Chances fade that moderate blacks will accept Botha's `reforms'

Chances are fading that black leaders will have anything to do with South African President Pieter W. Botha's latest proposal for apartheid reform. Mr. Botha's credibility with blacks has sustained a series of blows in the past week -- at least one of them self-inflicted. This was Botha's rare public rebuke to his foreign minister for suggesting that a black might well be president of South Africa some day.

Botha's rebuke reinforced the view held by many blacks that Botha is chiefly concerned with right-wing white opinion and is not serious about meaningful political reform.

Most major black leaders had already rejected Botha's proposal of Jan. 31 to create a new council giving blacks an advisory role in government. Botha's assurance that this was a first step toward ``power-sharing'' for South Africa's 22 million blacks was met with skepticism.

But now, even the generally more conciliatory Chief Gatsha Buthelezi has joined the nay-sayers. Senior government officials feel that Mr. Buthelezi at least must join the Statutory Council for it to have any credibility with blacks.

Buthelezi, leader of KwaZulu -- the government-supported ``homeland'' for Zulus, South Africa's largest single ethnic group -- initially said he would consider the council idea.

But he issued a statement Monday night saying Botha's slap-down of the foreign minister had turned back the clock on reform. He said Botha's words had shocked blacks, and that, under the circumstances, ``I would not even [try to] seek a mandate'' from supporters to join the council.

Also complicating chances of black participation in Botha's proposed council, meanwhile, was the sudden resignation of the white opposition leader in South Africa's Parliament.

Upon resigning last Friday, opposition chief Frederik Van Zyl Slabbert charged that the Botha government was moving too slowly on reform and seemed intent on maintaining white dominance.

Botha's rebuke of the foreign minister was as important for what it symbolized as for what it said. The intervention followed a clash between the foreign minister and other officials over what the latest reform proposals actually meant.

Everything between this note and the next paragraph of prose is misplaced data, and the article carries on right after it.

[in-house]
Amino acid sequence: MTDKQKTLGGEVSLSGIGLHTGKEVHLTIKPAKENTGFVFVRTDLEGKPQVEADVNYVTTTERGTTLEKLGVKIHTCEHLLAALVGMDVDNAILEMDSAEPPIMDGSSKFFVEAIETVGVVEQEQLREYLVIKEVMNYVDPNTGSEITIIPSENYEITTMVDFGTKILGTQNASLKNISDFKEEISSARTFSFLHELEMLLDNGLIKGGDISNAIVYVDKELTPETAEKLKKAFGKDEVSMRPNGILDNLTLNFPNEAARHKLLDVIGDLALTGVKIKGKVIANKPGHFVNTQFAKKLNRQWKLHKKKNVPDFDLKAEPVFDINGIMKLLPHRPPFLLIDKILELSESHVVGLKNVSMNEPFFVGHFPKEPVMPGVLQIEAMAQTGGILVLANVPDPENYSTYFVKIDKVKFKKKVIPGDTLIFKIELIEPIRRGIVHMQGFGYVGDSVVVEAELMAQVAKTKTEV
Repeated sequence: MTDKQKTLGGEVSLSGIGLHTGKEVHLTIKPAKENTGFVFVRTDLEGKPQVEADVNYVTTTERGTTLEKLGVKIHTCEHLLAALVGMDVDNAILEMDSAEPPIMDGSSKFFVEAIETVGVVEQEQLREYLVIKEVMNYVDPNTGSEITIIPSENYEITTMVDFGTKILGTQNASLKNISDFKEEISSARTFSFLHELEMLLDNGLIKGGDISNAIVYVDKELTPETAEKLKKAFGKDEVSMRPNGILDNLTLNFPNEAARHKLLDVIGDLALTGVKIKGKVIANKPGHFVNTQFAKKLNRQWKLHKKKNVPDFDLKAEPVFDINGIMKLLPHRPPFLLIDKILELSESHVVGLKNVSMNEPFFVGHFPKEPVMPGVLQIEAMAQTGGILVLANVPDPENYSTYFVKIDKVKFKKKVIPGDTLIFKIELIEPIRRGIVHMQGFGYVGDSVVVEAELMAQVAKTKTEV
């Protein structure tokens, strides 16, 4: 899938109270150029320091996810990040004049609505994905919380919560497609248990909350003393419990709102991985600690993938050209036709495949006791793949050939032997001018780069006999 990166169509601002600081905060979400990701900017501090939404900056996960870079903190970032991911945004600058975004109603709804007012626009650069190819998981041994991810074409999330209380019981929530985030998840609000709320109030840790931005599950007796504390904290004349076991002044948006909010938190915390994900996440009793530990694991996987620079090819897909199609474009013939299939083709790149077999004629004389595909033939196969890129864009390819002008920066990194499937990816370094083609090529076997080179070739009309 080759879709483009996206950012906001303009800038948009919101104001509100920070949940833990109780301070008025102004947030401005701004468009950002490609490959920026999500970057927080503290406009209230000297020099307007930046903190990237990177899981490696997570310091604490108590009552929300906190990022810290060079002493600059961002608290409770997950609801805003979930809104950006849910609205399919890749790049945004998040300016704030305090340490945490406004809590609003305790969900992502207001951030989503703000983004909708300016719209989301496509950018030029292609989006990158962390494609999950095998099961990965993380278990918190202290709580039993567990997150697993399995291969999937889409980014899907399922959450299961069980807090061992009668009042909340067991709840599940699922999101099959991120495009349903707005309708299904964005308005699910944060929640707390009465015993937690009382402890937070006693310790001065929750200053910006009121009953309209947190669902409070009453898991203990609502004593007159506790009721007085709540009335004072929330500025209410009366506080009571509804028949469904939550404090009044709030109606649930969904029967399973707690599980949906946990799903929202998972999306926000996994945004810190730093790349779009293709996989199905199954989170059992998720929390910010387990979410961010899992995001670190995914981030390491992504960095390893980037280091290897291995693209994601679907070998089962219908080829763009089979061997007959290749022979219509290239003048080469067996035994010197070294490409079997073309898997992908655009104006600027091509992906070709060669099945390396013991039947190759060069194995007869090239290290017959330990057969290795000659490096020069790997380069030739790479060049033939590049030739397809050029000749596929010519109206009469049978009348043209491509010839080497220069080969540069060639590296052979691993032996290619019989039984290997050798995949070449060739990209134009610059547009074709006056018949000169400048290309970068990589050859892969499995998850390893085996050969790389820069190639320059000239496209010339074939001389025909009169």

The foreign minister, Roelof Botha (no relation to the President and known more popularly by his nickname ``Pik''), is unofficial leader of the ruling party's liberal wing. President Botha's rebuke in effect meant leaning toward the conservatives and seemed to reflect concern over further alienating the ultra-right wing by going too far on promises of reform.

Foreign Minister Botha's remarks about a black president were part of a generally liberal reading of the President's latest proposals, presented at the opening of Parliament late last month.

The minister, speaking to the foreign press, portrayed the Statutory Council as the intended start of a ``negotiating process'' with blacks. He said the council would be far more than ``an advisory voice.'' It would give blacks the chance of a ``direct voice in the running of this country.''

Asked about remarks by Education Minister F. W. de Klerk that the government would never let blacks into white public schools, the foreign minister suggested this was current policy. Everybody knew that.

Yet, once blacks started ``to negotiate with us,'' he said, they could bring their own views on such issues to the table.

The foreign minister's comment about a black president was not entirely new. South Africa's former Prime Minister John Vorster had voiced a similar view as early as 1977.

In addition, Foreign Minister Pik Botha linked the future emergence of a black president to ``structures mutually agreed upon'' between whites and blacks for the ``protection of minority rights.''

In other words, negotiation was the first step. Agreement on minority rights would guarantee ``we'll have security.'' After that, Foreign Minister Botha indicated, ``it will possibly become unavoidable -- unavoidable in future that you might have black presidents of this country.''

President Botha, in Parliament the following day, stopped short of explicitly ruling out the idea of a black president.

But he said he had no misgivings over Education Minister de Klerk's views on keeping public schooling segregated.

Botha said issues such as a black presidency were hypothetical.

However, clearly leaning toward the right wing of a divided constituency, Mr. Botha added: ``No member of the Cabinet has any right to compromise the party in such a way.''

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